Bones - The Man In T... _BEST_
A treatment plan to minimize loss of bone during long-term glucocorticoid therapy may include using the minimal effective dose and discontinuing the drug or administering it through the skin, if possible. Adequate calcium and vitamin D intake is important, as these nutrients help reduce the impact of glucocorticoids on the bones. Other possible treatments include testosterone replacement and osteoporosis medication.
Bones - The Man in t...
Immobilization: Weight-bearing activity is essential for maintaining healthy bones. Without it, bone density may decline rapidly. Prolonged bed rest (following fractures, surgery, spinal cord injuries, or illness) or immobilization of some part of the body often results in significant bone loss. It is crucial to resume weight-bearing activities (such as walking, jogging, and dancing) as soon as possible after a period of prolonged bed rest. If this is not possible, you should work with your doctor to minimize other risk factors for osteoporosis.
Whether they're young athletes, middle-aged adults or seniors playing competitive sports, females and males are vulnerable to problems with their bones and joints. Even with similar conditions, treatment and recovery can vary by gender. A new study looks at the Venus-Mars divide in orthopedic conditions, as experts work to raise awareness among men and women, parents and physicians.
After about 50 years of age, we start to break down more bone than we rebuild. As a result, our bones slowly start to lose density and strength, which makes them more susceptible to fracture. Everyone experiences bone loss as they age, however not everyone will develop osteoporosis. Only after bone loss reaches a certain point is a diagnosis of osteoporosis made.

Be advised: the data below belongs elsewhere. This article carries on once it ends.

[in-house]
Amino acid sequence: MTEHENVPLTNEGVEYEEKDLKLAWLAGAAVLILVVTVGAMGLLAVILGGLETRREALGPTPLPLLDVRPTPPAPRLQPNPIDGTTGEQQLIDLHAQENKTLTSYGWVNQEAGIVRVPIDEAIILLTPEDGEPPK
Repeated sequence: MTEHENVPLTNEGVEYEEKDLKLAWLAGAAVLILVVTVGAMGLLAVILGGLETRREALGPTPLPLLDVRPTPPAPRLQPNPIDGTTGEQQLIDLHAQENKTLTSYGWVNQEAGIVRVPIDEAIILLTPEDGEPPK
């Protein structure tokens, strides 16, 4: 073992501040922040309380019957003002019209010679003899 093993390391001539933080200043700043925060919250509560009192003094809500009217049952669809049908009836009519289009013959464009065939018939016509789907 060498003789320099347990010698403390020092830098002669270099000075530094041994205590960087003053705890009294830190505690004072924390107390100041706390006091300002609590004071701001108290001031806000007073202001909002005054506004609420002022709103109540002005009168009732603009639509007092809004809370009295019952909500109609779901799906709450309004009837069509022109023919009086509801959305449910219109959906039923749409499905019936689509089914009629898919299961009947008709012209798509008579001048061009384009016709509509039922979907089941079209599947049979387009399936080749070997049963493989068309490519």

Some anthropologists were eager to scientifically test the bones hoping for clues about who the first Americans were and where they came from. But many Native Americans hesitated to support this scientific scrutiny (including tests which permanently destroy or damage the original bone), arguing it was disrespectful to their ancient ancestor. They wanted him laid to rest.
Some scientists, on the other hand, made impassioned arguments that the bones did not fall under the purview of the new rules. Their extreme age meant the remains were unlikely to be a direct ancestor of any living group. Following this logic, several influential scientists argued the bones should therefore be available for scientific study. Indeed, extensive scientific tests were carried out on the skeleton.
According to several Victorian accounts, a large quantity of bones, teeth of extinct animals, flint knives and bone instruments were, unfortunately, wheelbarrowed out from the site and discarded. Some must have been from earlier occupations of the cave but it is possible some would have held additional clues about the life of Cheddar Man and other humans who once lived in the region.
'We used to use leg bones or teeth as the thick bones and enamel keep DNA quite intact, but in the last two years we've shifted to using the petrous, or inner ear bone, which is the densest bone in the human body,' she says.
In serious cases of osteoporosis, a simple motion such as a cough or minor bump can result in a broken bone, also called a fracture. People with osteoporosis also have a harder time recovering from broken bones, which can sometimes cause pain that does not go away. Broken hip and spine bones are especially serious, as these injuries can cause older adults to lose their mobility and independence.